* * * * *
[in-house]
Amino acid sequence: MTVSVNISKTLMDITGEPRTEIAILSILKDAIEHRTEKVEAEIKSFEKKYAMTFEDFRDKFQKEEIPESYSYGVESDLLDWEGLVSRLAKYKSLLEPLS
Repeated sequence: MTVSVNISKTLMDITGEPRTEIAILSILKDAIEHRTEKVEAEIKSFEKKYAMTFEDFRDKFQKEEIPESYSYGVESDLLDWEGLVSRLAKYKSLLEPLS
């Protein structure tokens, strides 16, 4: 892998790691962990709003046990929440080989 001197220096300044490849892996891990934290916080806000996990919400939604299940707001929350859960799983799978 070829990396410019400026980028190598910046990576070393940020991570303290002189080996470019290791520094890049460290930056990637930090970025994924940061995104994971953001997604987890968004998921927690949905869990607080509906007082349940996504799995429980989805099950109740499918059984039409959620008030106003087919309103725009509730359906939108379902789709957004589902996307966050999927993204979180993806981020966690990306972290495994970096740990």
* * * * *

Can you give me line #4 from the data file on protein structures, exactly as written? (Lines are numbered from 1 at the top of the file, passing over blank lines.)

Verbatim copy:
């Protein structure tokens, strides 16, 4: 892998790691962990709003046990929440080989 001197220096300044490849892996891990934290916080806000996990919400939604299940707001929350859960799983799978 070829990396410019400026980028190598910046990576070393940020991570303290002189080996470019290791520094890049460290930056990637930090970025994924940061995104994971953001997604987890968004998921927690949905869990607080509906007082349940996504799995429980989805099950109740499918059984039409959620008030106003087919309103725009509730359906939108379902789709957004589902996307966050999927993204979180993806981020966690990306972290495994970096740990």